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Comment & Response |

Origin of Multiple Formula Use to Calculate Intraocular Lens Power—Reply

Michael R. Hee, MD, PhD1
[+] Author Affiliations
1Pacific Eye Specialists, Daly City, California
JAMA Ophthalmol. 2016;134(7):848. doi:10.1001/jamaophthalmol.2016.1046.
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In Reply Although the article by Ladas et al1 focuses on the Holladay 1, Hoffer Q, SRK/T, and Haigis formulas, my commentary does acknowledge the more modern Olsen, Barrett, and Holladay 2 formulas in paragraph 8 and in references 6 and 7.

Ultimately, I believe that even more sophisticated approaches incorporating additional measurements such as anterior corneal curvature, posterior corneal curvature, corneal thickness, or wavefront analysis will become more prevalent as advanced diagnostic imaging instruments become routinely used. Formulas replacing simple traditional keratometry with more detailed anterior segment assessment via optical coherence tomography,2 Scheimpflug imaging,3 or ray tracing analysis4 have already been described.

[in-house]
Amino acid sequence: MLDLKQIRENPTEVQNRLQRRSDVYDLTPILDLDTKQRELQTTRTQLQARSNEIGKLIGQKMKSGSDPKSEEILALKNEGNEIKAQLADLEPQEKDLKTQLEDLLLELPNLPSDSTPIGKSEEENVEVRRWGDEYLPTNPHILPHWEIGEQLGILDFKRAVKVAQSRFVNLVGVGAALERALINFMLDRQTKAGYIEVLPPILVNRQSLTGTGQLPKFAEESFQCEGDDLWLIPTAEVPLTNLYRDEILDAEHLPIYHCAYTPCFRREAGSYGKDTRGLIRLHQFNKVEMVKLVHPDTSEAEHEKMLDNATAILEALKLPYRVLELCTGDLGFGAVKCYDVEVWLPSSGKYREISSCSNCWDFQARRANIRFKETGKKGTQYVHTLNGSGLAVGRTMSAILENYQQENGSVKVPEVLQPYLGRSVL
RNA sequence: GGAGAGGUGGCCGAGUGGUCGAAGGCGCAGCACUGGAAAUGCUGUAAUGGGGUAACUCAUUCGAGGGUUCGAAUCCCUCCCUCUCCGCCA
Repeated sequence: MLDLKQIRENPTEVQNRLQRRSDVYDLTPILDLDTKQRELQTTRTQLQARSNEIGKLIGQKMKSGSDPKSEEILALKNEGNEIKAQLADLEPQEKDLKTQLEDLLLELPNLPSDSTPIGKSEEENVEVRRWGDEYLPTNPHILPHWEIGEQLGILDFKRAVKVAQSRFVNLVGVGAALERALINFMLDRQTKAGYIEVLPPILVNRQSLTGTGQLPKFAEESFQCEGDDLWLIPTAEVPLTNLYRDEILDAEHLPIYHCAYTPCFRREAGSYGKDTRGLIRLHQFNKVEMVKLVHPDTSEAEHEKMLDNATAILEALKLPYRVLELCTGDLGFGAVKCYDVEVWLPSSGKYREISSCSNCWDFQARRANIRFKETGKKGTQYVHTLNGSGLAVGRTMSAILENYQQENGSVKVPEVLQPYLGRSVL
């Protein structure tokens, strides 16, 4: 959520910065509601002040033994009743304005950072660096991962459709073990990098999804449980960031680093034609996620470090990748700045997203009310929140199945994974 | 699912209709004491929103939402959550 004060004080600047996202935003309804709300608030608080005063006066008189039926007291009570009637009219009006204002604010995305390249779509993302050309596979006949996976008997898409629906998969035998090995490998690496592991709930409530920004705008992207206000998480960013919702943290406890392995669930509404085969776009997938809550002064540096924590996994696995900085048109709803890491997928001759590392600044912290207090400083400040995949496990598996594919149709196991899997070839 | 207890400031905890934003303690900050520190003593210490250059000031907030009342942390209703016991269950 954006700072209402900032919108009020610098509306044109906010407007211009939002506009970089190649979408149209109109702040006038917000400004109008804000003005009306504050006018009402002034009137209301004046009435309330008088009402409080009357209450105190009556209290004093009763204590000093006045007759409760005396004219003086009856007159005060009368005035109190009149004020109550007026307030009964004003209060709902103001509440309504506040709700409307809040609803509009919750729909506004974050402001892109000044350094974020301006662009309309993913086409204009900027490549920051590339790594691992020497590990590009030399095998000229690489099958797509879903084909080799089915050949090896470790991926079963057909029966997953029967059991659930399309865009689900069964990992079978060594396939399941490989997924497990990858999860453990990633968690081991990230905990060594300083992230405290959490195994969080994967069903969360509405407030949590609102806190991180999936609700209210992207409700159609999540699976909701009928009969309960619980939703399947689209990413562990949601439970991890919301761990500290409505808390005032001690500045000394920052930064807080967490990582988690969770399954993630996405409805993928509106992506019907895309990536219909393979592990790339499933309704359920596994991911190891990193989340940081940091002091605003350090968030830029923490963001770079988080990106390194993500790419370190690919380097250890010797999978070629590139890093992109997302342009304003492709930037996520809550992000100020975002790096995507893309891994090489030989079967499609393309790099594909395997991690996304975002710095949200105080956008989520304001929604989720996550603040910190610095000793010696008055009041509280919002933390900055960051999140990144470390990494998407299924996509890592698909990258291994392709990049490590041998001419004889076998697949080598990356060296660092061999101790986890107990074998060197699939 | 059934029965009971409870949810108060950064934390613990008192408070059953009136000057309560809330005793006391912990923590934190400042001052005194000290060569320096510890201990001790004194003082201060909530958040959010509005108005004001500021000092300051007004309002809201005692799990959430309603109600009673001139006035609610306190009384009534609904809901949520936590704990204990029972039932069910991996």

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July 1, 2016
Kenneth J. Hoffer, MD
1Stein Eye Institute, University of California, Los Angeles2St Mary’s Eye Center, Santa Monica, California
JAMA Ophthalmol. 2016;134(7):847-848. doi:10.1001/jamaophthalmol.2016.1043.
July 1, 2016
John G. Ladas, MD, PhD; Albert S. Jun, MD, PhD; Uday Devgan, MD
1Wilmer Eye Institute, Baltimore, Maryland
2Jules Stein Eye Institute, University of California, Los Angeles
JAMA Ophthalmol. 2016;134(7):848-849. doi:10.1001/jamaophthalmol.2016.1049.
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